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Java Command-Line Interfaces (Part 12): CLAJR

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Java Command-Line Interfaces (Part 12): CLAJR

Check out CLAJR, a lightweight command-line tool that uses Java reflection rather than annotations or programmatic APIs to define arguments expected to be parsed.

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The featured library for my twelfth post on processing command-line arguments in Java is Command-Line Arguments with Java Reflection (CLAJR). This "library" is a single Java source file (CLAJR-0.9.java) available for download on SourceForge. The main page for CLAJR currently shows a 2006 copyright date and the downloadable source zip file CLAJR-0.9-src.zip is dated 6 December 2008. Although CLAJR appears to be largely unsupported in recent years and although it's unlikely that I'd choose CLAJR over some of the alternative libraries already discussed in this series for processing command line arguments from Java code, I believe CLAJR warrants a post focused on it. There are some fairly unique characteristics of CLAJR that make it interesting, even if one chooses not to use it.

CLAJR is not provided as a JAR. Instead, it's provided as a single zipped file with a single Java source code file contained in that ZIP file. Being available as a single source code file is not unique to CLAJR; Picocli also is provided in a single Java source code file. However, Picocli also makes a JAR available on the Maven repository (which I used when working with Picocli), but I'm not aware of a pre-built JAR with the appropriate .class files for CLAJR. Therefore, because I prefer a JAR over a source code file when using third-party libraries, the first thing I did when experimenting with CLAJR was to build its provided source code into a small JAR file.

Here are the steps I used to build a JAR with CLAJR (I had to make a slight change to the source file and that change is described later in this post):

  1. Download CLAJR-0.9-src.zip from SourceForge.
  2. Unzip CLAJR-0.9-src.zip to extract CLAJR-0.9.java.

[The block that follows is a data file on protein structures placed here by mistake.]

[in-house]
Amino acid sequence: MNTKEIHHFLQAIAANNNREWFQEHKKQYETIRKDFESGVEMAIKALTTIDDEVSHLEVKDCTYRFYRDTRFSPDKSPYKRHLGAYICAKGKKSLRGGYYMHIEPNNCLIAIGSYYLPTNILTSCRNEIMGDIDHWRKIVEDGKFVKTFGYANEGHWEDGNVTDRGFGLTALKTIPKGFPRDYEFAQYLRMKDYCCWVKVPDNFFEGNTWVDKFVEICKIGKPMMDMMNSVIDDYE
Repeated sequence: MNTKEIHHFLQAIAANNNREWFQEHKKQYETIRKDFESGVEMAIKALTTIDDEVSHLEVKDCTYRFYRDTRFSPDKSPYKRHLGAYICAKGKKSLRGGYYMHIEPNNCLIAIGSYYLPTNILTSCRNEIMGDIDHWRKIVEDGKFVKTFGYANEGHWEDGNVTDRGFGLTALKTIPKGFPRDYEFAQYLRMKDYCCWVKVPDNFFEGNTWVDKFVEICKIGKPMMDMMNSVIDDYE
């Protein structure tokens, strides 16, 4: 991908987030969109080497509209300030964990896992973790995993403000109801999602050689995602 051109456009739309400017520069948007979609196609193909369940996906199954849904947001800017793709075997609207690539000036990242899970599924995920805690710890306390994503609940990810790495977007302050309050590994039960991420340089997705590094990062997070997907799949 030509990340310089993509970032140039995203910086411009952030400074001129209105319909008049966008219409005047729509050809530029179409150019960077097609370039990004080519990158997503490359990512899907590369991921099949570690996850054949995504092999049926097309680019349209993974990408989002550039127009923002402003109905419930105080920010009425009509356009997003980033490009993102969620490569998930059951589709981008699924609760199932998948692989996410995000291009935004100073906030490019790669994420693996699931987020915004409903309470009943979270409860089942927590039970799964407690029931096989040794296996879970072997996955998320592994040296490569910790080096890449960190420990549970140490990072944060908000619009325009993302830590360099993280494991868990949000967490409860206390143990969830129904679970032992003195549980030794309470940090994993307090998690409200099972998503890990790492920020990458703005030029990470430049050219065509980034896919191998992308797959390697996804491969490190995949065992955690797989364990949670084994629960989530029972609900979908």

3. Create a directory clajr to represent the Java clajr package that the Java source class should exist within.
  4. Move the CLAJR-0.9.java file to the clajr directory and rename it CLAJR.java to match the name of the class inside that source file.
    • I also had to edit the source code to make a minor change; this is discussed in more detail later in the post.
  5. Use javac to compile the CLAJR.java file into the multiple class files.
  6. Use jar to assembled the compiled .class files into a JAR (I named it CLAJR-0.9.jar).

The above steps are illustrated in the following two screen snapshots.

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The Java-based command-line parsing libraries covered so far in this series tend to use annotations or specific programmatic APIs to allow for the definition, parsing, and interrogation of command-line arguments in Java code. CLAJR, as its full name suggests, instead uses Java reflection for defining the expected arguments to be parsed.

The main CLAJR page describes why the author chose reflection on methods' names for defining command-line arguments. CLAJR looks for methods that are named to correspond with the parameter or parameters being processed. A single underscore precedes a method name for a single-hyphen command-line argument while a double underscore precedes a method name for a double-hyphen command-line argument. A single method can be named to align with multiple command-line arguments when the multiple command-line arguments do the same thing.

As with the other posts in this series, my example for this post demonstrates use of the CLAJR library to model --file/-f command-line arguments and --verbose/-v command-line arguments. To "define" these in CLAJR, I need to name my methods _f__file and _v__verbose to correspond to -f/--file and -v/--verbose arguments. This is demonstrated in the partial snippet of a nested class Options in the next code listing.

"Definition" Stage in CLAJR: Reflection

/**
 * Used reflectively by CLAJR to parse and interrogate command line
 * options defined as fields in this class.
 */
public static class Options
{
   private String file;
   private boolean verbose;

   public void _v__verbose()
   {
      verbose = true;
   }

   public void _f__file(String newFilePathAndName)
   {
      file = newFilePathAndName;
   }


Parsing with CLAJR is a matter of a single statement. The next two lines of code demonstrate calling the static CLAJR.parse(String[], Object...) and passing to it the command-line arguments and just-instantiated instance of the Options class partially shown above.

"Parsing" Stage in CLAJR

  1. final Options options = new Options();  
  2. CLAJR.parse(arguments, options);